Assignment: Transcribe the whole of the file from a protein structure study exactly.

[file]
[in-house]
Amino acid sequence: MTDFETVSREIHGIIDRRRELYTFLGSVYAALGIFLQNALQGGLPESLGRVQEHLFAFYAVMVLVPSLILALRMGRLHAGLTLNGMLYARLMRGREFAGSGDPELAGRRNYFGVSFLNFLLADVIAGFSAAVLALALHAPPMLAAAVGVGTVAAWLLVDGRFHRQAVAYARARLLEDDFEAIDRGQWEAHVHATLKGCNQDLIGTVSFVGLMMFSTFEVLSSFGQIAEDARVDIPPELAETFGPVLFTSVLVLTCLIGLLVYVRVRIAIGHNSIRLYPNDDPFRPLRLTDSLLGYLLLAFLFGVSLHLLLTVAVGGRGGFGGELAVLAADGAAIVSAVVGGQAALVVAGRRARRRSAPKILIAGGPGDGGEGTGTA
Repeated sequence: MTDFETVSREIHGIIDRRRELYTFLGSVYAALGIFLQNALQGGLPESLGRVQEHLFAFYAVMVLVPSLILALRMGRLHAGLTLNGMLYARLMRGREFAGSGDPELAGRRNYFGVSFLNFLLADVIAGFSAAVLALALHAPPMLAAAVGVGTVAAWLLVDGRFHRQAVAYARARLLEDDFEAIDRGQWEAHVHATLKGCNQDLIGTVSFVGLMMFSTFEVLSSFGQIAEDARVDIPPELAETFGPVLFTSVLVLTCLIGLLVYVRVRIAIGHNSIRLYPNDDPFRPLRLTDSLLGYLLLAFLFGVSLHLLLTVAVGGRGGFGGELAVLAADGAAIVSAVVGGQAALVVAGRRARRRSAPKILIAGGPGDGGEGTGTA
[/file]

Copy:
[in-house]
Amino acid sequence: MTDFETVSREIHGIIDRRRELYTFLGSVYAALGIFLQNALQGGLPESLGRVQEHLFAFYAVMVLVPSLILALRMGRLHAGLTLNGMLYARLMRGREFAGSGDPELAGRRNYFGVSFLNFLLADVIAGFSAAVLALALHAPPMLAAAVGVGTVAAWLLVDGRFHRQAVAYARARLLEDDFEAIDRGQWEAHVHATLKGCNQDLIGTVSFVGLMMFSTFEVLSSFGQIAEDARVDIPPELAETFGPVLFTSVLVLTCLIGLLVYVRVRIAIGHNSIRLYPNDDPFRPLRLTDSLLGYLLLAFLFGVSLHLLLTVAVGGRGGFGGELAVLAADGAAIVSAVVGGQAALVVAGRRARRRSAPKILIAGGPGDGGEGTGTA
Repeated sequence: MTDFETVSREIHGIIDRRRELYTFLGSVYAALGIFLQNALQGGLPESLGRVQEHLFAFYAVMVLVPSLILALRMGRLHAGLTLNGMLYARLMRGREFAGSGDPELAGRRNYFGVSFLNFLLADVIAGFSAAVLALALHAPPMLAAAVGVGTVAAWLLVDGRFHRQAVAYARARLLEDDFEAIDRGQWEAHVHATLKGCNQDLIGTVSFVGLMMFSTFEVLSSFGQIAEDARVDIPPELAETFGPVLFTSVLVLTCLIGLLVYVRVRIAIGHNSIRLYPNDDPFRPLRLTDSLLGYLLLAFLFGVSLHLLLTVAVGGRGGFGGELAVLAADGAAIVSAVVGGQAALVVAGRRARRRSAPKILIAGGPGDGGEGTGTA